They have not been seen yet in Wilton, but the Connecticut Agricultural Experiment Station (CAES) warned last week there has been widespread gypsy moth activity this summer in some areas of Connecticut.
Evidence of the destructive insect has been most notable in New Haven, Middlesex, and parts of Hartford and New London counties. Although Fairfield County is not on that list, sightings of gypsy moths in Easton have been reported to The Bulletin’s sister paper, The Easton Courier, and one gardener reports seeing them along the Merritt Parkway.
Their emergence has been associated with a very dry spring this year, which prevented early control by the gypsy moth fungus Entomophaga maimagia. Moisture is required for the fungus to infect the gypsy moth larvae (caterpillars). With current rains, however, caterpillars are dying from the fungus.
“It is likely that this pathogen will knock back the gypsy moth population and help prevent a possible large outbreak in 2016,” said state entomologist Dr. Kirby Stafford. The impact of the fungus on any gypsy moths in 2016 will be dependent on weather conditions in May and early June of next year.
The gypsy moth was first detected in Connecticut in Stonington in 1905. The high level gypsy moth activity this year shouldn’t mark a return to multiple years of widespread gypsy moth defoliation and the tree mortality experienced in the early 1980s. In 1981, 1.5 million acres were defoliated in Connecticut.
Trees that lose their leaves this year are not necessarily doomed. Christopher Martin, director of forestry at the Connecticut Department of Energy and Environmental Protection, said that in general, “partial or even complete defoliation of a tree in any one year does not mean the death of the tree. Healthy trees can tolerate some defoliation.”
The last outbreak of gypsy moth activity in Connecticut was in 2005 and 2006. In 2005, gypsy moth caterpillars caused 64,273 acres of defoliation, mainly in Middlesex County. A more widespread outbreak in 2006 caused 251,946 acres of defoliation, largely in Middlesex, New Haven, and New London counties. It was eventually brought under control by the fungus and the arrival of early summer rains; a pattern similar to this year.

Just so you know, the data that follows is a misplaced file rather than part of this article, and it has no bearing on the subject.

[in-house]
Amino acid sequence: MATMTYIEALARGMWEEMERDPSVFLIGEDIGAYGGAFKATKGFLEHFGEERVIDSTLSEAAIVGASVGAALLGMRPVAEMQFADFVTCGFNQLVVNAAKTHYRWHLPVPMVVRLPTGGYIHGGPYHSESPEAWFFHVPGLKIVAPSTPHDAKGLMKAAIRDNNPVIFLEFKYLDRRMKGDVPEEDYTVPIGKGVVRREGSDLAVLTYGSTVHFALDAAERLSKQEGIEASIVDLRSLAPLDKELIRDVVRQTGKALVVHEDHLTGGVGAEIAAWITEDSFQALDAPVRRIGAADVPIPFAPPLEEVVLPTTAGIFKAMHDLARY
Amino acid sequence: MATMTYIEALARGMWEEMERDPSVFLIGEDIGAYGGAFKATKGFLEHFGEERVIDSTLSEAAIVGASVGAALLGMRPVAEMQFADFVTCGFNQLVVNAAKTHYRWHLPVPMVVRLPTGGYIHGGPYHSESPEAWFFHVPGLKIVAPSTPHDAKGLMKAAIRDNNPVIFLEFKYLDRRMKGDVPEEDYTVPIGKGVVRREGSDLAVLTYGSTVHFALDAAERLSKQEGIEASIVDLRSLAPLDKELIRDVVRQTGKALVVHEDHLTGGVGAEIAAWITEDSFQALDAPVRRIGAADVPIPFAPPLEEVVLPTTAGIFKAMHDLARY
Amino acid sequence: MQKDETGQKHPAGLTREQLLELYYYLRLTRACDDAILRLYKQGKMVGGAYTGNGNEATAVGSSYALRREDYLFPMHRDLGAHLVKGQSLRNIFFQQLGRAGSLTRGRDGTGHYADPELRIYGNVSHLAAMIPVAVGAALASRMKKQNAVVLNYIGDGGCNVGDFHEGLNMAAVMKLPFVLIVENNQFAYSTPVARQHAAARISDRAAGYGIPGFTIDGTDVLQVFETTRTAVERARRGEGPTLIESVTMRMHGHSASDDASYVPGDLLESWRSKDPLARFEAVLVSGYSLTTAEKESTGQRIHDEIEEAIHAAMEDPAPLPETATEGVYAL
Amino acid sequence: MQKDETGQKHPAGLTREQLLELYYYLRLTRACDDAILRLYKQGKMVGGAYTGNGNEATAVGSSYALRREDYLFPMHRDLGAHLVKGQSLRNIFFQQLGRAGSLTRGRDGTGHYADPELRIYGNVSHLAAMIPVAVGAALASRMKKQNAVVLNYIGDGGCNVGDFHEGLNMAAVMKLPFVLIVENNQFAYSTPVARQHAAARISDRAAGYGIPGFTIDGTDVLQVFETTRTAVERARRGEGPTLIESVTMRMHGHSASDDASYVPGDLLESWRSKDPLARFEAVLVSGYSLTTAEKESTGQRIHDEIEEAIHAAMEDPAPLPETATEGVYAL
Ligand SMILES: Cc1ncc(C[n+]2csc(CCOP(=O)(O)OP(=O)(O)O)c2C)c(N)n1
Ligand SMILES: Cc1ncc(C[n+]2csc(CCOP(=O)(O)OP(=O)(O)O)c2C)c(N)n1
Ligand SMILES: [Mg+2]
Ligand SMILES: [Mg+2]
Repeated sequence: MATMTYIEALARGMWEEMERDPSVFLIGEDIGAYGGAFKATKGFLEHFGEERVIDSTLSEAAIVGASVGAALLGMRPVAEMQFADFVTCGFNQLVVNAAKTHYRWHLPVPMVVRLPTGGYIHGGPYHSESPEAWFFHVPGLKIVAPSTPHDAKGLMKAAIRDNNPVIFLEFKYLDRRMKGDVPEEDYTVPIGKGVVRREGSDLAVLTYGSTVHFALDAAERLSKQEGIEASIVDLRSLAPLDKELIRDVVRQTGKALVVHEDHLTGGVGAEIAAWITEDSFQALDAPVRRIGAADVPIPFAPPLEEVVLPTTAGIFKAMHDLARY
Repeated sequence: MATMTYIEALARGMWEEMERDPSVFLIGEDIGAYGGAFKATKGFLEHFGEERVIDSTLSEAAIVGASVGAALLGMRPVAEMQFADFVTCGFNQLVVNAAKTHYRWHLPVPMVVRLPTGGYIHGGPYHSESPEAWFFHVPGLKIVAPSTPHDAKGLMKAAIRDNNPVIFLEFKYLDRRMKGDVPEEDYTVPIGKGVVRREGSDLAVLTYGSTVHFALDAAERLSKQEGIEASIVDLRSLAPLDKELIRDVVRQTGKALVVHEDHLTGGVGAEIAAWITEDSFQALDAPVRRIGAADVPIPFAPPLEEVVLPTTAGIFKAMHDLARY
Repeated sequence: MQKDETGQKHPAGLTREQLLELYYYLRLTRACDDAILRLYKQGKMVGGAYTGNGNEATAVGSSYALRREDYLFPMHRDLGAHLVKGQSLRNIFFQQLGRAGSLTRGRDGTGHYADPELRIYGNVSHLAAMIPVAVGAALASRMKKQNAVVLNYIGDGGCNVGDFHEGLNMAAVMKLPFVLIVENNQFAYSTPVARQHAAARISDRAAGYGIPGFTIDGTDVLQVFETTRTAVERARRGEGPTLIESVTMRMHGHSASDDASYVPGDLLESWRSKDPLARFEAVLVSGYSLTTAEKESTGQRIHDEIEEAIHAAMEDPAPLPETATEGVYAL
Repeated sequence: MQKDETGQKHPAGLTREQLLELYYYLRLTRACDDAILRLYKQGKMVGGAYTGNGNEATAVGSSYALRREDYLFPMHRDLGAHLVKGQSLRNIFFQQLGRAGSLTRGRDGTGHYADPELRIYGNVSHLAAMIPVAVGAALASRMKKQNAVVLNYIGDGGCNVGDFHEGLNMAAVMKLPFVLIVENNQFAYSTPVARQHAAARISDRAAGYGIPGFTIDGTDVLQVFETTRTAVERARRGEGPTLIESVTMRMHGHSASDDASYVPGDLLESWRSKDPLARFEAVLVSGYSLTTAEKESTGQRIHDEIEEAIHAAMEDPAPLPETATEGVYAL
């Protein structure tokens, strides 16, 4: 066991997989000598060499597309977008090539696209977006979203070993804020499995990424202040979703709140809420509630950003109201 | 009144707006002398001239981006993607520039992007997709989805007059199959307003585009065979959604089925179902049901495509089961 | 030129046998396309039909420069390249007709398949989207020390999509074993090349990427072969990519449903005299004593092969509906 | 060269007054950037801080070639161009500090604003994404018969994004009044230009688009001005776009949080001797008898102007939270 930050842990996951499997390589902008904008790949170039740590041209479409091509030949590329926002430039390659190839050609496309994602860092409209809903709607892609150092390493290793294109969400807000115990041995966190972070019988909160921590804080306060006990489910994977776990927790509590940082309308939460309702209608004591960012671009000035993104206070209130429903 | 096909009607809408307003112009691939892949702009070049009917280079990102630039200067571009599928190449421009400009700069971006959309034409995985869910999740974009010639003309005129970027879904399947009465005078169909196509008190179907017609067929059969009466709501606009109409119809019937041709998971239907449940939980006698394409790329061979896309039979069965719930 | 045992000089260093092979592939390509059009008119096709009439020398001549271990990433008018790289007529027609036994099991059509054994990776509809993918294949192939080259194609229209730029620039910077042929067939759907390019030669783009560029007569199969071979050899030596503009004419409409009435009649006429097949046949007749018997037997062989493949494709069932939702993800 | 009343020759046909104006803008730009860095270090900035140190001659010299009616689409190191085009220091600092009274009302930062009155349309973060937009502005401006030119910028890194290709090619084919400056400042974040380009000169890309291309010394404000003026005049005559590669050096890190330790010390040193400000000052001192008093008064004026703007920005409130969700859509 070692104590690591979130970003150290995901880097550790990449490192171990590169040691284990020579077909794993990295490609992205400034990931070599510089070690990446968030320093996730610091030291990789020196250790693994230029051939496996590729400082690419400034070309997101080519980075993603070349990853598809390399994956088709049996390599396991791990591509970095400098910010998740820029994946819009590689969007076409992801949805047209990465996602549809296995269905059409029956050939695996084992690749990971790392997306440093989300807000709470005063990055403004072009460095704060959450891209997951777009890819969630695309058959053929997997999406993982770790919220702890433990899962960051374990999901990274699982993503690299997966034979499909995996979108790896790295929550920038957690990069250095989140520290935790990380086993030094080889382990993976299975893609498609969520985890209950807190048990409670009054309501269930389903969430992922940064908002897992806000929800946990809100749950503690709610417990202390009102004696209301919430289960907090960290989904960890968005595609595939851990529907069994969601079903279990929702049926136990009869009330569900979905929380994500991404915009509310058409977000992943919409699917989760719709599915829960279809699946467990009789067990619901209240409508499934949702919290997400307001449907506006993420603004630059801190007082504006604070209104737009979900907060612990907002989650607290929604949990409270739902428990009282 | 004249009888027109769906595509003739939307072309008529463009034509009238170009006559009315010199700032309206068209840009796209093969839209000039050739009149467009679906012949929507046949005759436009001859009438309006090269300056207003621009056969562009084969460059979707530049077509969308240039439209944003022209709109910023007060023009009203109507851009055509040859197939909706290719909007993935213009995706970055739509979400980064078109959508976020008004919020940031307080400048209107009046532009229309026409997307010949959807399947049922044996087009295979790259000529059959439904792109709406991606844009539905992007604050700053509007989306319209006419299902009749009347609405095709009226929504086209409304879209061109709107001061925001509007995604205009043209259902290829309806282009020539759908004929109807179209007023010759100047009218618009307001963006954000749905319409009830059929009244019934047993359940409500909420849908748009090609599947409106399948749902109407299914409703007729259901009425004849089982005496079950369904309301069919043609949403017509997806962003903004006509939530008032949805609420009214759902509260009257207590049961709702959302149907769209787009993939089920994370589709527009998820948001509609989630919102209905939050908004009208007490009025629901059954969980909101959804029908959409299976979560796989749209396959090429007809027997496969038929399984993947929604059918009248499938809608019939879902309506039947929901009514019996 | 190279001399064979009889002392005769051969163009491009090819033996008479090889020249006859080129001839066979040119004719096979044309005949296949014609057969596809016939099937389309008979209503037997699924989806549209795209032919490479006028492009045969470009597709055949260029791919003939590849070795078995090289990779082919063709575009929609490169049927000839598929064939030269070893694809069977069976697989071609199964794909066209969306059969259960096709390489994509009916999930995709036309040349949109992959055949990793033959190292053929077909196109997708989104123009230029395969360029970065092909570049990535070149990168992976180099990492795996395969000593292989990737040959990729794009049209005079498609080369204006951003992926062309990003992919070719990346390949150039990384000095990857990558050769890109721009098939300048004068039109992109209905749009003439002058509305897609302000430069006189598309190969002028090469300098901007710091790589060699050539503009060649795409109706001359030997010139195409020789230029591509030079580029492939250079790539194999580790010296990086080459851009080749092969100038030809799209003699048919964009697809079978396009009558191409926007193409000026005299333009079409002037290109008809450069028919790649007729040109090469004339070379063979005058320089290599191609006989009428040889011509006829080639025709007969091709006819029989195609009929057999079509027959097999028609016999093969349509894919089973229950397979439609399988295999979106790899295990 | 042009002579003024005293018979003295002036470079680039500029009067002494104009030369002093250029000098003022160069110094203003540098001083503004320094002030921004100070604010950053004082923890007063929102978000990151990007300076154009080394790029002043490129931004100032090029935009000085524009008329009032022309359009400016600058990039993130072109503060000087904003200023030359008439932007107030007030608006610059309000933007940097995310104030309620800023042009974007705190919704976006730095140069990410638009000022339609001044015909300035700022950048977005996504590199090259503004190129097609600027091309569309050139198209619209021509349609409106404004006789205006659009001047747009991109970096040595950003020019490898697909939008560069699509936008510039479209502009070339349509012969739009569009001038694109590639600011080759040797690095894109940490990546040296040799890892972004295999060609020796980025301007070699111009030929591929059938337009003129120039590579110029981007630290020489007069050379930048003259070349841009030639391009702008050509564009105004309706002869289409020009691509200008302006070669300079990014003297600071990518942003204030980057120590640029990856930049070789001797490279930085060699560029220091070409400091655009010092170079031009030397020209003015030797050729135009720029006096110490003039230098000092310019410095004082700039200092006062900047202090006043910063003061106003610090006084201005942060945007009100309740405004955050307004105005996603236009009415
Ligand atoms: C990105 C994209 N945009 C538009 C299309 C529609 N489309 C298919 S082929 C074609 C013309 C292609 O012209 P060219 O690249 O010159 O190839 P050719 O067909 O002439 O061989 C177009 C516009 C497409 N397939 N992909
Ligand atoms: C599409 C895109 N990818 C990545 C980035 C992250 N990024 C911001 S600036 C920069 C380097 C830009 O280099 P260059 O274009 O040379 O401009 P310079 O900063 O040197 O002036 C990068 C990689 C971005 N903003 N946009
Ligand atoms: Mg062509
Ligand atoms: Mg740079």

There is only one generation of the gypsy moth each year. Caterpillars hatch from the buff-colored egg masses in late April or early May. An egg mass may contain 100 to more than 1,000 eggs laid in several layers. A few days after hatching, the inch-long caterpillars will ascend the tree and begin to feed on new leaves. These young caterpillars deposit silk trails as they crawl and, as they drop from branches on these threads, may be distributed on the wind. Larger caterpillars generally crawl up and down tree trunks and feed mainly at night. However, under outbreak conditions with dense populations, they may feed continuously day and night. The caterpillars generally complete their feeding sometime around the end of June and the first of July and seek a protected place to pupate and transform into an adult moth in about 10 to 14 days. The female moths, which are white and cannot fly, will lay a single egg mass and die. These eggs will pass through the winter and larvae will hatch the following late April or early May.
One population control measure is to remove and destroy egg masses, if any, found on tree trunks, decks, vehicles, outdoor furniture and other locations before the larvae hatch next spring.